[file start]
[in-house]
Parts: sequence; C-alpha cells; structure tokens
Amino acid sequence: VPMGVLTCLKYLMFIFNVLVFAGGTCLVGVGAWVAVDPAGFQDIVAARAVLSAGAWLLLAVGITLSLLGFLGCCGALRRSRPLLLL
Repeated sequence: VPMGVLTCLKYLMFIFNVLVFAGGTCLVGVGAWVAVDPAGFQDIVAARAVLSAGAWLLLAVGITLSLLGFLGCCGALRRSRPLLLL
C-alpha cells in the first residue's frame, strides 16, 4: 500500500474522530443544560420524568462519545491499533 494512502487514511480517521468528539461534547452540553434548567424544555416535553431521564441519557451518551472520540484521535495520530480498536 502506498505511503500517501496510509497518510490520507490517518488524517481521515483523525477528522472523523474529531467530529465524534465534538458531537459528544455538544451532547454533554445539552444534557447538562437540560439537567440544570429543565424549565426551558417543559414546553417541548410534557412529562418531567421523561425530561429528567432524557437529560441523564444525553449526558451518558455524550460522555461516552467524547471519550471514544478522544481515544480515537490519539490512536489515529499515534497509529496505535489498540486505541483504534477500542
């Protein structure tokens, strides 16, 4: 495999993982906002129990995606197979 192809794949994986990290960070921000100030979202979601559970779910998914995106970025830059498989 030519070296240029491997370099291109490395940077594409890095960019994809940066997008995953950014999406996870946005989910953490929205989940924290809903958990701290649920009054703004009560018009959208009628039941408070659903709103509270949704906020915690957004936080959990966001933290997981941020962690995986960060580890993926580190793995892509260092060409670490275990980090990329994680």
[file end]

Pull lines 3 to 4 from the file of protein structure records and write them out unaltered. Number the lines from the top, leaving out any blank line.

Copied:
Amino acid sequence: VPMGVLTCLKYLMFIFNVLVFAGGTCLVGVGAWVAVDPAGFQDIVAARAVLSAGAWLLLAVGITLSLLGFLGCCGALRRSRPLLLL
Repeated sequence: VPMGVLTCLKYLMFIFNVLVFAGGTCLVGVGAWVAVDPAGFQDIVAARAVLSAGAWLLLAVGITLSLLGFLGCCGALRRSRPLLLL